The Alamance gleaner . * . * '"HlB ? *? . ? . . ' ??? rn I ? ' . ? ? I n |p . , m ? ? - ?? , , . . . . ^ .... .. ,. ? , , 1 , . . ? ? rn VOL. UV. GRAHAM, N, C., THURSDAY NOVEMBER 22, 1928. NO. 42. ???i^?? i i i ??i-"j DOINGS OF THE WEEK I NEWS REVIEW OF CURRENTEVENTS Ship and Crew Blamed for the Lou of Life in the Vestris Disaster. By EDWARD W. PICKARD NE hundred and eleven persona, ^-'of whom forty-three were women ind children, perished when the Lam pert A Holt liner Vestris sank about BfiO miles off the Virginia capes. The rescued were 215 in number and were picked up by vessels summoned by the SOS call of the radio operator on the Vestris. Who, if anybody, was to blame for the terrible loss of life was to be determined by official investiga tion. Many of the survivors were cer tain that the captain, William Carey, was responsible for it He went down with his vessel and cannot defend himself. The stories told by the res cued passengers agree that the ship was in evident peril Sunday night and that Captain Carey delayed the sending of calls for help until ten o'clock Monday morning, presumably hoping to save salvage fees, which are heavy. Though the Vestris was Inspected at New York on November 7 it is assert ed she tailed with some of her life boats and lowering davits in poor con dition and that none of the boats were sufficiently equipped with oars, pro visions, etc. Before she got far from port a heavy list developed, and the cargo shifted when heavy seas broke through one of the coaling ports. When the captain anally did send out the S. O 8 call it was answered Immediately by several vessels, in cluding the American Shipper, the blench tanker Myriam and the North German Lloyd liner Berlin. The bat tleship Wyoming and Ove coast guard vessels also were rushed to the scene. But hours before the first of these arrived the Vestris had rolled over and gone to the bottom. Almost at the last minute the passengers and crew took to the boats, but some of these boats were smashed, and others upset. The old rule of the sea, wom en and children first was observed, but only ten of the thirty-three women survived and all of the twenty chil dren perished. Twenty-one bodies of the dead were recovered. Captain Carey was said at the London offices of the steamship company to have been an experienced seaman with an excellent record. Staying with the ship and dying with the captain was M. J. O'Loughlin, the radio operator. SIX members of the flying school squadron at San Antonio, Texas, were killed when an army transport plane crashed. The right wing and tall piece of the plane broke off at at an altitude of 3,000 feet and It plunged Into a tall spin. The men killed were all In the cabin of the plane and had no chance. The pilot and another man, who were In the front seat, were thrown out and land ed with parachutes. MOUNT ETNA calmed down toward the end of the week and It was believed the eruption was nearing Its end. The river of molten lava was beginning to solidify and Its advance was much slower, but It still was menacing several towns. Officials of the Fascist government were most ef ficient In evacuating and assisting the refugees, all of whom were provided with shelter and food. Ample funds were voted by the council of mlnls ers. The work of reconstruction al -eady Is being planned, among the first things being the building of new ? reimportation routes around the fresh lava deposits. The total dam age Is estimated at 39,000,000. Three towns were ruined, two railroads cut snd partly submerged and many hun Ireds of acres of lemon groves and ineyards destroyed. Very few lives vere lost for the Inhabitants had a ut ile warning. PRESIDENT-ELECT HERBERT HOOVER Is on his way south card aboard the battleship Maryland, nd all of Latin-America Is getting eady to welcome him on his good will our. It was decided that the first ort of call should be Corlnto, Nlca New Bacterial Disease Hurts Beans in West Large acreages of beans grown for ced pnipoeee bare been destroyed by i bacterial disease known as the "halo pot" In Montana, Wyoming and Oolo ada. Reports of the damage caused by his retail rely new disease bare been nade to the bnrean of plant Industry it the United States Department of Agriculture by Miss Florence Hedges, as the remit at a Held trip. Bade ragua, where he would be met by President Diaz and would bare an op portunity to Indicate the policy bis ad ministration will pursue In dealing 'with situations similar to that which arose In Nicaragua and which resulted in the policing of the country by American marines. From there on the tentative program calls for stops at Balboa, Canal Zone; Callao, Pern, and Valparaiso, Chile. The govern ments of Colombia, Ecuador and Bo livia also asked that Mr, Hoover visit those countries. The President-elect Is accompanied on his tour by Mrs. Hoover and their son, Allan. The others In the offlclal party are Henry P. Fletcher, Ameri can ambassador to Rome, representing the State department; George Aker 8on, secretary to Mr. Hoover; George Barr Baker of New York, a personal friend; Commander Augustln T. Beau regard, United States naval aid to the President-elect, and a force of four clerks and Interpreters. Before leaving Palo Alto, Mr. Hoover made It known that he had not dis cussed his cabinet appointments with anyone and would do nothing In that matter until his return In January. William J. Donovan, assistant attor ney general of the United States, spent several days at the Hoover home and at once It was rumored that he would be given the post of attor ney general. In a letter written for the Manufac turers' Record, Mr. Hoover expressed his profound appreciation of the heavy vote given him by the Southern states, and promised that he would give that section of the country all the help be could In the way of flood con trol and development of an lnter coastal canal system and hydro-elec Mp nnirAr PRESIDENT COOLIDGE'S Armistice I day address, delivered at the Amer ican Legion exercises In Washington, aroused a lot of comment, mostly fa vorable In this country. Ue made an earnest appfcal for the construction of additional cruisers for our navy, and then passed to a review of Amer ican relations since the war, giving Europe notice of changes In our for eign policy. Ue took America's for mer allies to task for their criticism of this country, announced a tighten ing of American purse strings on loans to Europe, placed the blame for the failure of the Geneva three-power conference and the efforts to attain cruiser limitation squarely upon the selfishness of England and other Eu ropean nations The French press didn't especially like the President's remarks; and In London Lord Birkenhead In a banquet speech said: "My answers to the Pres ident of the United States would be that we ask nothing from them except good will. When we discuss questions of naval construction we do not Invite lectures as to whether we are pacific or not. When America claimed the right to build a certain number of cruisers our answer was; 'We agree. Let them build as many as they like.' There Is one-thing no English govern ment ever will do. They will not sur render the right to build a sufficient number of light cruisers to protect the empire for which they are respon sible trustees." G'OV. AL SMITH went down to Biloxl with a party of close friends to rest and play golf, but be fore departing from New York he Is sued a cheerful radio address to his fellow Democrats. Admitting his dis appointment with the outcome of the election, he yet refused to admit that the defeat had crushed the Democratic party and declared that It must carry on Its political tight along the lines and upon the principles It always has stood for and that It should be a con structive rather than a destructive force. Those principles, he asserted, are as great In defeat as they would have been In victory. Citing the large popular vote he received, be said: "We have the assurance from the election returns that the Democratic party Is a live, a vigorous and a forceful major minority party. The existence of such a party Is necessary under our system of government" The governor reminded his hearers that Mr. Hoover would be the Presi dent, not of the Republican party, but of the United States?of all the people ?and as such "Is entitled to all the co-operation of every dtlxen In the de rinm medtcaglnls phaseollcola la be tiered to be tbe caaae of balo blight which may be introduced Into new fields through infected seed, although the amount of loss resulting Is de pendent upon a number of factors, among which are unfavorable weather conditions. The disease has also been found in sections of Florida, south western Georgia and South Carolina. All of the most popular canning 'va rieties of beans, with the exception of the Refugees, are eery susceptible to halo blight but the Cast that the 1st velopment of * program calculated to promote the welfare aDd the beat to teresta of thla country." LOUIS J. TABER, master of tho National Grange. In addressing the opening session of the annual con vention In Washington, urged that congreas call a halt on the expendi ture of public funds for new reclama tion projects. "The government should act with caution In the devel opment of new lands for agricultural production during this period of de pression and surplus." Mr. Tabor said. "The grange must fight against ap propriations for new Irrigation and rec lamation projects until there Is evi dence of need for the land for food purposes, or until agriculture agala prospers." The grange Is In favor of the export plan of farm relief In preference to the McNary-Haugen bill, which It con siders dead. HIGHWAT officials from nearly every state, in annual convention In Chicago, expressed the belief that there would be an unprecedented ex pansion and development of Improved roads during the Hoover administra tion, because of the encouragement he gave the movement In his St Louis speech, and the association asked for a largely Increased federal aid appro priation. STATISTICS made public by the In ternal revenue bureau show that 52 individuals entered the $1,000,UOO or more Income class in 1927 and tbat the total number In that group was thus brought up to 283. The report shows a marked decrease In the num ber of persona having Incomes up to $10,000 a year and a considerable In crease In those reporting higher In comes, as compared with tbe figures for 1926. There was a big decrease In the gross Incomes of corporations. JULIU HAMu, leader of the Ru manian peasant party, was sum moned by the regency council to form a ministry for that disturbed country, and undertook the Job, to the great Joy of the peasants and workmen. He made up a cabinet and began work by dismissing a lot of lesser officials in different parts of the country, say ing he wished to clean "Rumania's Augean stable of Its corrupt and dis honest Incumbents before the new elections are held so that the Liberals with their huge political machine can not falsify the returns." All the op position parties hare combined to fight to the death against the Mania government This combination la backed by the big corporate Interests and says It will spend money freely In the national elections early In De- ' cember. Raymond Polncare yielded to per suasion and formed a new ministry for France with himself as premier without portfolio. But he had to leave out the Radical Socialists because they refused to co-operate with him, and thus his parliamentary strength Is considerably decreased. He also omitted M. Louis Marin, leading op ponent of the war debt agreement ratification. District attorjfet asa kktfs 1 of Lot An gel pleaded not guilty to charge* of bribery and will go on trial, with seven others, on December s. An Interesting feature of this case la the possibility that the Aimee Scra pie McPbersoo kidnaping conspiracy matter may be reopened. Witnesses before the grand Jury submitted docu mentary evidence said to have sup ported allegations that about $300,000 was used in the defense of the evan gelist before the district attorney dis missed the charges of conspiracy which were made against her. Over in England, where Aimee has been evangelising, she denied this story with scornful satire. MME. KIGRID GNDSET of Norway has been given the 1928 Nobel prise In liters tore, and Henry Rerg son. French philosopher, that for 1927, j held over from last year. The Nobel awards for chemistry, for both years, | were carried ofT by Germans, Prof. ' Helnrichs Wleland of Mnnlch and Prof. Adolf Wlndaus of Goettlngen. The peace prise for 1928 will be awarded by a committee of live In 1 Oslo. ? ngees are quite reel?tai)t to this dis ease glee* the agricultural experts hope that It will be possible to com bat this disease Invasion of the bean crop by breeding new varieties, espe dally resistant to It. In the mean time It is of the greatest Importance to clean up tbe seed stocks by grow 1 Ing them In disease-free areas where favorable weather conditions prevail I or by selecting them from fields with i a minimum of disease. Tbe canning industry Is of coarse affected by the cooditlooa set forth. wexwwMwsxswxsxsxas^^ I WHEN THEY I I INHERITED ! <?? hv n T Valah v CYNTHIA BAXTER was Just hanging the last piece of the weekly wash on the line In ber sunny backyard as her cousin Bortense Cole came aronnd the corner of the house. "Been downtown?" Cynthia asked noting Hortense's attire. "I've been to see Mr. Smith." Hor tense sank upon the back steps. She was flushed with excitement "1 got a citation paper In last night's mall abont Cousin Abner Dean's estate. I'm an heir. Flora French Is an belr ?and come to think of It so are yon CyntHia." "Haven't heard anything about It" Cynthia said as she sat down on the steps beside her cousin. "I did hear that he was dead, but that was quite a while ago. I never saw blm; In fart I'd never heard of htm until I saw the obituary notice In the paper." "You are bound to hear something about him now, my dear." Hortense's voice was complacent "We are his heirs 1 You are hound to be cited "To appear before the magistrate In the town of Groton at 1 p. m., Monday. June 11." She was quoting Impress ively when Cynthia Interrupted. "You've got It all by heart" ahe smiled, "but what does It all amount IU { "It amounts to one hundred thous and dollars." Hortense's voice shook. "One hundred thousand dollars to be divided among ten heirs." "How do you know!" Cynthia asked In an awed tone. "Flora told me so. She has been working on this thing ever since Cousin Abner died. Do you realise. Cynthia, what It means, ten thousand dollars apiece? Flora Is going to Europe to study voice culture. I'm going to have my house all done over. Paul gays we must have a new car I told him to go ahead and get 1L I expect he'll see about buying one today. What are you going to do with your share?" "Haven't got It yet," Cynthia said, but her eyes were wistful. Ten thousand dollars was a lot of money If they should get It they could use It to good advantage with four chtl dren clamoring for more than their parents ever had. Her mind turned to a grocer's bill paid, a mortgage re duced. a new furnace, money to start Carl to college In the fall. If this story was true she would celebrate with chicken pot-pie for Sunday din ner. She must not get excited. She wanted to think about It and talk It over with her husband. John had such a clear head anyway, she didn't Intend that the children should And out about It?not at least until ev erythlng was settled. "Mother, we are going to get ten thousand dollars I Did you know It?" Carl demanded. "That removes nil objections to my going camping this summer." "Oh. shucks, on camping, Carl." Janet said scornfully. "It means that Pm going to have some decent clothes and a permanent wave. Sav. mother, can I make an appointment at Jones' Beauty parlor for Saturday? My hair will look swell for Fanny Peck's party Monday night." "Who told you all about this?" Cynthia asked. ' "Cousin Peg Cole told me. Her mother told her. And Peg's going to have the dandiest things. . . ." "That's fine." Cynthia said as she began dishing up the dinner. "Rub along. Janet and see If the table Is set all right Hurry, for here comes daddy." John Baxter, a tired, gentle, loose Jointed man entered. "Dinner smells good," he comment "It's only roost beef and vege tables." pouted Janet. "But, gee well spread on eats now. Well be known as the rich Baxters from now on and well dine off the fat of the land. Botc yon heard. Dad. that moth er has Inherited ten thousand golden dollars?" Cynthia and her husband exchanged glances. "Tea, I heard something of the kind on my way home," John Baxter said. "I was wondering If I hadnt better see Flint about potting on a sleeping porch." ?"Not Just yet." Cynthia's rolce was firm. "It's not best to count one's chickens before tbey are hatched, you know." A great unrest had seized the chll dren. The Cole children had beer: talking In terms of wild extravagance Hortense had bought Robert a motor for bis boat She had allowed the boy to go to the tailor to be measured for a suit of clothes. Robert was tall and It was hard to get ready mades to exactly fit. Peg had an ex penslTe marcel and three new silk dresses, with pumps and stockings to match. Cynthia meanwhile received her d cation paper*. It was bard for ber | to keep her bead with so maoy things I pressing. Hortense and Flora called, full of their new plans and purchase*. Flora was positive. That lawyer In Groton bad assured her so thorough ly. Cynthia began wondering If there might be something In It. She fonnd herself sighing at the old order of thing* "Now see here, youngster*" Cyn thla was compelled to say at last, "If we do get this money It won't make much difference In onr way of living I will not nse one cent of the princi pal, only the Interest. It will be In vested in a rainy-day fund. Each of us will have a share of tbe Income but no more. You must stick to your studies and get down to business." Every day the Baxter children en livened the family meals with ac counts of the doings of the Coles snd Frenches. "But the money hasn't been paid out yet," Cynthia tried to remon strate. "They must be buying all those things on credit" "Well, suppose they are," "Janet pouted. "Wont tbey have the money In a few days? And In tbe meanwhile they are enjoying It We haven't had even so much as a?a pin-feather on a bumming bird's wing yet. I know for one thing I shall be so worn out by the time the money does come I shan't look like anything In ray new clothe* ... oh, hum!" She looked so downhearted that Cynthia felt a pang. Still she was resolved to go on as she had begun. Life had taught her to be cautious. A few days later the heirs did re ceive what was coming to them. It was exactly $153.57 each. It was true that Cousin Abner did leave a nice little sum of money bnt the be quests were: <10.000 for a monument to be placed In bis family lot; $000 each to five old friends; $15,000 to the chnrch bis mother wns married from; several other generous legacies to fraternal organizations to which he belonged, and a very generous one to the hospital In which he died. After these had been paid the residue was to be divided between his ten first cousins or their heir* Hortense had hysteric* Flora faint ed. As soon as they could they rushed* over and talked It over with Cynthia. "We're In debt up to our ear*" Hortense moaned. "My poor husband says he never expected to draw an other free breath as long as be Urea. . . ." Poor Flora wn taring her troubles. Her *1ster-in-law wouldn't apeak to her. Her brother aald he would never forgive her. And she, poor aonl, was left with a lot.of expenalve clothlr.g which wonld eat up ber Income for many a day. "Well, even S1&3.57 looka good to me," confessed Cynthia. "It means a paid-up grocery bill, dentist's work for the children and a repaired fur nace. I never really expected any thing. I'm glad to get anything." Bird Has Thraa Nam.. One not viae In the wuys of bobo links would never suspect ber of being related to him at all, says Nature Mag azine. After the family Is raised and the birds have paid their rent bj de stroying many Injurious Insects and weed seeds, he changes his gay coat for one wblcb matches hers and Joins the flocks on their way south. (Jere he Is culled rice bird and when he reaches his winter resort In Jamaica he Is given a third name, butter bird. LTomtiM or uress. WomeD certainly Insist on change. "From Marie Antoinette's day down lo the present time," says a writer In the Woman's Home Companion, "styles hare been undergoing a process of elimination." The editor la an observ ing soul; so they have. The red flan nel petticoat, the sunbonnet, the woolen stocking, the shawl hare gone, to mention a few. Not that anybody Is sure that Marie Antoinette herself wore all of these things. Light That Never Fails. A lighthouse which cannot very wefT be accused of failure consists of a combination of electricity and acety lene. These are two electric lamps, and In case one falls the other Is automatically thrown Into action. If the second should fall down on Its Job the acetylene light Is put Into operation Instantly and will glow un til the supply of gas la exhausted. Habit of tba Raca. Behold the lodge lodgetb- together and they eat The cluh clubeth to gether and they eat The business men take counsel and they eat The young people elect officers and they eat And even when the missionary society meeteth together they eat?"eat In re membrance" of the poor heathens who have not much to eat?Altoona Trite une. Mi aim f AacUat tad Mtxiara. An acid obtained from wood, now known to be one of tbe "mystery" fluid* need by the ancient Egyptian* In preferring their mummies, la now employed In the mannfactnre of mo tlon picture Alms. _ 0 9AUO ^ * Public Palace of Siena. IPrepnrr<1 by the National Oanrraphle Society. Waahlnaton. D. O TI1KHK are few places In tbe world where one mar lay a hand so palpably on I tie Mid die ages as In Siena, Italy when It Is celebrating Its great an nual civic festival, the Pallo. This Is a pageant Inherited from Die Mid dle ages, still held in costume of that period, and featured by tbe running of a strange, almost barbaric, horse race on the historic Cnnipo, or great square. For upward of four hundred years the little Tuscan city has been or ganized as It Is' now. In comrade, or wards, each a distinct and separate entity, though part of the common life. Each still clings to Its own In dividual traditions. Its own loves and hates, and Is ready to rally to the same Sag and colors that It has cher ished for centuries. This gives to Siena characteristic atmosphere, which more than any thing, save Its art, has contributed to center upon It the continued inter est of the traveler. As to the Pnllo, It Is a remarkable manifestation of that keen, burning rivalry among contades which has ex isted since their Inception and which tline and the passing of events have been unable to allay. In seeking the origin of this strange horse race we must go back to the zest for sport, the spirit of gallant contest, and the love for pomp and display so prevalent In the Middle ages Regular Event Since 1651. The first Pallo took place on the i.'amjK) In 1GU5 and has been regular ly scheduled since 1GT.1. In Its pres ent form, with ail the cootrade rep resented and the distance established at three times around the big square, the race has been held since IGTiG. The horsemen ride bareback in the I'alio. armed frith a furnishing whip, the nerbo, made of twisted, hardened ox sinew and measuring about three feet. This whip plays an Important role. In the olden days a long, flex ible one was used, and the competi tors were allowed to wield It so as to entangle their opponents and throw them; but this practice is oow forbidden. The good Slenese. however, anxious to preserve the Joustlike character of the race, have d<*creed that their champions may belabor one another with the heavy nerbo whenever th* chance presents. To prevent fatal In Jury, the men are permitted to wear metal helmets; hut, even so. the flay Ing weapons sometimes Inflict wounds the marks of which ore carried for weeks. Three days before the meet some 20 horses, volontarlly contributed bv private Individuals, are brought to get her and tried out The ten rroa* evenly matched are selected. and on the eve of the race the ward ~ap tains gather at the Palazzo and draw lots for them. Men All Go to Mast First At last the great day dawns and the Imperative summons of a sonorous bell tells us It la time to be stirring. The hour Is only Ave, but the city is already In turmoil, as we sally forth under the cloudless sky. The streets are packed from wall to wall, and following the streaming populace, we are led to the votive chapel on the Plaxzo. a shrine erect ed In thanksgiving for deliverance from the plague of 1348. Mass Is being celebrated and the little church la crowded with men. only a few womea banging about the J outskirts. Over the hearts of the wor shipers. we ran see the ten riders. In full colors, kneeling shoulder to shoulder In front of the altar, the bitter rivalry of faction held In cheek during this brief Interval of prayer. Then the ceremony Is over and we are agnin In the streets, now alive with the subdued roar of mustering thousands. The alien In Siena la likely to act out with mild, amused curiosity; bet It Is Impossible to resist the galvanic touch of the throbbing Interest oe an tides. And presently he will be ask ing himself In what quarter of town he belongs: which horse is bis; who is to ride for him; what his colore are? These matters unexpectedly be come of vital Importance. A few coppers will Induce a penn ing lad to conduct one to the plans where his horse is stabled. There he stands behind a wire netting, a glas sy. clean limbed creature, with toot, smooth running gear, a fine. Intelli gent head, and apparently in the pink of condition. Meanwhile the young escort Informs one that the racers are slmrtlj to be blessed by the priest, the ceremony to take place In churches of the re spective wards. It Is a most unusual ceremony. One enters the chnrrh. then behind him bears the stamp of hoofs on the pave ment. then at the threshold. Cp the chnrrh aisle the horse Is led hy the rider, to the steps of the altar. The 1-atln beoedirtioo Is read: then holy water Is sprinkled over the horse's head, and the ceremony Is over. Race Is Wildly Exciting. Before the race there Is a color ful procession of the delegations from the various contrade. It has been the usage ever since the Sixteenth cen tury for these con trade to appear In full regalia on all momentous occa sions. Each still disports the gor geous costumes of the period and bears the ward banner, blazoned with the device originally adopted, such as the Lion, the Caterpillar, the Goose, the Bam. etc, which give to the various districts the names by which they are known. The procession, of course, ban remained an Important feature of the Pal la Scarcely has the procession passed along the Campo when a (rest beating of drams announces that the mounted riders hare come thro ash the portals of the Podesta. The starting crack at the pistol comes suddenly, and In ser ried ranks the racers spring forward, moving at terrific pace, their riders sitting as if a part of them?knees tight, bodies swaying nimbly, arms waving the wicked whips and adminis tering great blows right and left When the race is over a roar of mingled triumph and bitter disappoint ment shakes the air. People saaiin over the course, even before the last horse has finished, and the winning rider. Is unceremoniously pulled off his mount snd surrounded by the .po lice, who thrust back friend and foe without distinction. Factional feeling runs so high at this hoar of pande monium that more than once a knife stnh has been the reward of the win ning jockey. Horriedly the man Is led before the Judges to receive their congratula tions. Then, while the delirious crowd surges about the square with lusty cries of "Palio! Paliol* and seises the coveted banner to carry It In triumph through the streets, the hero of tba day is hustled quietly tp the Palaxao della Republics, there to spend tba night under lock cod key, beyond reach of knlft and stiletto I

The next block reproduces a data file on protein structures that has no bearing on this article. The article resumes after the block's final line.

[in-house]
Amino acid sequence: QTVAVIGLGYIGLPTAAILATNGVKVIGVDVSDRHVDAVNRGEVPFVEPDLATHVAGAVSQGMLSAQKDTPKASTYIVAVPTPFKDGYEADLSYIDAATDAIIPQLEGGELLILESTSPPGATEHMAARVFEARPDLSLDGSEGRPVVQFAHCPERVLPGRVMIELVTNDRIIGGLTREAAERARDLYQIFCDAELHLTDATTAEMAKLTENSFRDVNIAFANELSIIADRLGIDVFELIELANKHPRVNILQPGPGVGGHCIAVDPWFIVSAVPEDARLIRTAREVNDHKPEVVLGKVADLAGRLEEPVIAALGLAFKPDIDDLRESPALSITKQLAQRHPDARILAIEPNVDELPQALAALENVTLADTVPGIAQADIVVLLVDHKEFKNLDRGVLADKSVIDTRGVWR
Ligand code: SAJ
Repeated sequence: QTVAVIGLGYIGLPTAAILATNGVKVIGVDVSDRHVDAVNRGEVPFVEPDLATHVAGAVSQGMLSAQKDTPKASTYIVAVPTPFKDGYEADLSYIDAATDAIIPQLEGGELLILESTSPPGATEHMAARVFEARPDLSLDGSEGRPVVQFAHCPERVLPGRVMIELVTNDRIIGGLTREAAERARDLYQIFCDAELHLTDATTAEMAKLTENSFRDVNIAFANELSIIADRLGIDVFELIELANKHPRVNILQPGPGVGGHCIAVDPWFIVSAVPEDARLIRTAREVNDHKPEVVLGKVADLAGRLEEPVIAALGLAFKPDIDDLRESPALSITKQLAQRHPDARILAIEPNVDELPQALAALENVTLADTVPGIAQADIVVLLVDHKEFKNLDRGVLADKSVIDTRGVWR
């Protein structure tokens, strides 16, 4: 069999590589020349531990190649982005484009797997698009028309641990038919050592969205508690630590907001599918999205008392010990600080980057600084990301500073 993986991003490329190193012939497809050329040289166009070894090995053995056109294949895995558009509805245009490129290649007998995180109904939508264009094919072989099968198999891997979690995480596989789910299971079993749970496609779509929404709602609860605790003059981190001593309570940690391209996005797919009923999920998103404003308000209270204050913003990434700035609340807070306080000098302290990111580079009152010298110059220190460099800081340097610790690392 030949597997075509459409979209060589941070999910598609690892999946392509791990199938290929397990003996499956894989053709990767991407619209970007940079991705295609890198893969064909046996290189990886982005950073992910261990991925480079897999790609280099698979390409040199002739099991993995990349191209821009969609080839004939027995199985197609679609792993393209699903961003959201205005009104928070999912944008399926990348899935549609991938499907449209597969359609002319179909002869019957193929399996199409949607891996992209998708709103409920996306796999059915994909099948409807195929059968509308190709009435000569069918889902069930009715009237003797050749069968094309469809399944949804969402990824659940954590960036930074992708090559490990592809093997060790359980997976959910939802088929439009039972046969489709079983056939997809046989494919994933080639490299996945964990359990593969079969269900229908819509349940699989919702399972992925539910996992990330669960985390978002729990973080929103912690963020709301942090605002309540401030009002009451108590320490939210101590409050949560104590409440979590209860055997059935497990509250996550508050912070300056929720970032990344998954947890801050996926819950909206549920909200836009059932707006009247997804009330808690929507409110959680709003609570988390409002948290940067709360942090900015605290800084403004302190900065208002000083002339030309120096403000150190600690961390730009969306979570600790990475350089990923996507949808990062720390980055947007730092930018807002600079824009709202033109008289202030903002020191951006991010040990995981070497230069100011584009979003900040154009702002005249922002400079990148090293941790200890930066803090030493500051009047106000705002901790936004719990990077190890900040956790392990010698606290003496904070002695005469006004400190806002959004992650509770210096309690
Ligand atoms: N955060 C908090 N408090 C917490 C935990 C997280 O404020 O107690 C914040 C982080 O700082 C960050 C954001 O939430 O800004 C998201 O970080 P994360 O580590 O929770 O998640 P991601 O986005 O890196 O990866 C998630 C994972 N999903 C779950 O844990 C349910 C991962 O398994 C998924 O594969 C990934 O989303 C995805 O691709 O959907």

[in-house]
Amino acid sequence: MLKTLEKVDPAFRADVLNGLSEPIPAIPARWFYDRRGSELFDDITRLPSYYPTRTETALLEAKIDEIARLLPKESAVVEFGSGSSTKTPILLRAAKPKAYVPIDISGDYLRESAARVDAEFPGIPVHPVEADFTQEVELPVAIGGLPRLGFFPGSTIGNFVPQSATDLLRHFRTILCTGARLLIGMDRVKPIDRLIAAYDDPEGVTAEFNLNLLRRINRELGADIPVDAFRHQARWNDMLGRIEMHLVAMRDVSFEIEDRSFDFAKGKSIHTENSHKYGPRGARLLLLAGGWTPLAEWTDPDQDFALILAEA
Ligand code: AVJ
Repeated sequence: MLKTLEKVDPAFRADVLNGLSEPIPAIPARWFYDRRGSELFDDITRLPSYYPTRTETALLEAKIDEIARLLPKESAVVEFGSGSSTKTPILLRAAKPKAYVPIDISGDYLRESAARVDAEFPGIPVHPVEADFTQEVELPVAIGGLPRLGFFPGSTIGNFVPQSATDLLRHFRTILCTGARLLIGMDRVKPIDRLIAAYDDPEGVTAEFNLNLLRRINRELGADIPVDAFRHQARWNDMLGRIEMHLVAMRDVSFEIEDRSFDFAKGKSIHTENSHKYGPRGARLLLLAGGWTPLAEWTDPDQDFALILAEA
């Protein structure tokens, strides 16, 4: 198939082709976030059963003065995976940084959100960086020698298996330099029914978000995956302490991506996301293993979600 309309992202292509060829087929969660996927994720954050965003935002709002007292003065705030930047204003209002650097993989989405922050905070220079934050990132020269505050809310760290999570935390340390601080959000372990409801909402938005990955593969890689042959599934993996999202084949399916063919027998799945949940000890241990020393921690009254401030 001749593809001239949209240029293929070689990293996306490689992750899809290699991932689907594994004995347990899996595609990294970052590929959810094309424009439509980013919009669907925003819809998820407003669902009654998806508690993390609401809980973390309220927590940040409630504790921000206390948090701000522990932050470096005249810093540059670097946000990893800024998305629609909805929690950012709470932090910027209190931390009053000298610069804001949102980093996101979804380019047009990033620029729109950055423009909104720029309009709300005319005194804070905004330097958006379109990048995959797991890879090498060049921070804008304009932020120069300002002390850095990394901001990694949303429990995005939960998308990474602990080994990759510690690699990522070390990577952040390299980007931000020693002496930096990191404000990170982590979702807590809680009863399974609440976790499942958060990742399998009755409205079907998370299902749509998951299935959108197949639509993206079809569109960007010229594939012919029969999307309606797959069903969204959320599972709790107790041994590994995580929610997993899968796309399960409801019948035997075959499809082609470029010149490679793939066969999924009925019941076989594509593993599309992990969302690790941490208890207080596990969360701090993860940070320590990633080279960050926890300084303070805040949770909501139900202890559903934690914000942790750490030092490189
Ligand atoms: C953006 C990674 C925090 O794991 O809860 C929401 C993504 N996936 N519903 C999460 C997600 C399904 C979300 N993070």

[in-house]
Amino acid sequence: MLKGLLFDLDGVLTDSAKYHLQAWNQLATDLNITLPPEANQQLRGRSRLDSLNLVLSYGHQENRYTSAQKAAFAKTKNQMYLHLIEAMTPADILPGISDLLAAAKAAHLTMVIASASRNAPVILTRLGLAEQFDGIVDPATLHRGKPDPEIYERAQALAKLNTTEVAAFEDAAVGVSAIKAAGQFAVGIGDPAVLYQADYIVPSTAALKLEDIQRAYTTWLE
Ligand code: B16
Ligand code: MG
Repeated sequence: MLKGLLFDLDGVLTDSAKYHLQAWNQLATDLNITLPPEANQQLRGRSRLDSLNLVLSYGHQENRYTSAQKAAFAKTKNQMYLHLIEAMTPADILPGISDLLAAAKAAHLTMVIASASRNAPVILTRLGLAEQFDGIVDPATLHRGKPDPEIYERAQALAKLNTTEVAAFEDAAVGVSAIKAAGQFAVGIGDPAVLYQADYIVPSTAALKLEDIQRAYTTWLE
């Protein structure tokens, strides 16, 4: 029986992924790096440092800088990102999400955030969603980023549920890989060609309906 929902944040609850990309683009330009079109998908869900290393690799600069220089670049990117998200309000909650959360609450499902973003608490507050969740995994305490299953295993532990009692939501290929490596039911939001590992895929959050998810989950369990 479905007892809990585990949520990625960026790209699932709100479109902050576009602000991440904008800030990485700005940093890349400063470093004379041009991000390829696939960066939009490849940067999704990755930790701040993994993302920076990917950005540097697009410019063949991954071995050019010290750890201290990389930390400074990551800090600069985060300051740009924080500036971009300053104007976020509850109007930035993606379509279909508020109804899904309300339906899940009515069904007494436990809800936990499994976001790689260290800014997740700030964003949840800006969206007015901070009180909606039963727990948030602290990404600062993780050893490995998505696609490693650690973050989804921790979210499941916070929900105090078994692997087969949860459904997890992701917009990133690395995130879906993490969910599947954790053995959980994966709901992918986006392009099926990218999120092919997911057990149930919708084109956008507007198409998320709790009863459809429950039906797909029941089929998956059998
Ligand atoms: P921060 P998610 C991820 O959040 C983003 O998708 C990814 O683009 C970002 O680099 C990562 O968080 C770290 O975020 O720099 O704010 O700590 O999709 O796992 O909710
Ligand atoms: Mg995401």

North Carolina Newspapers is powered by Chronam.

Digital North Carolina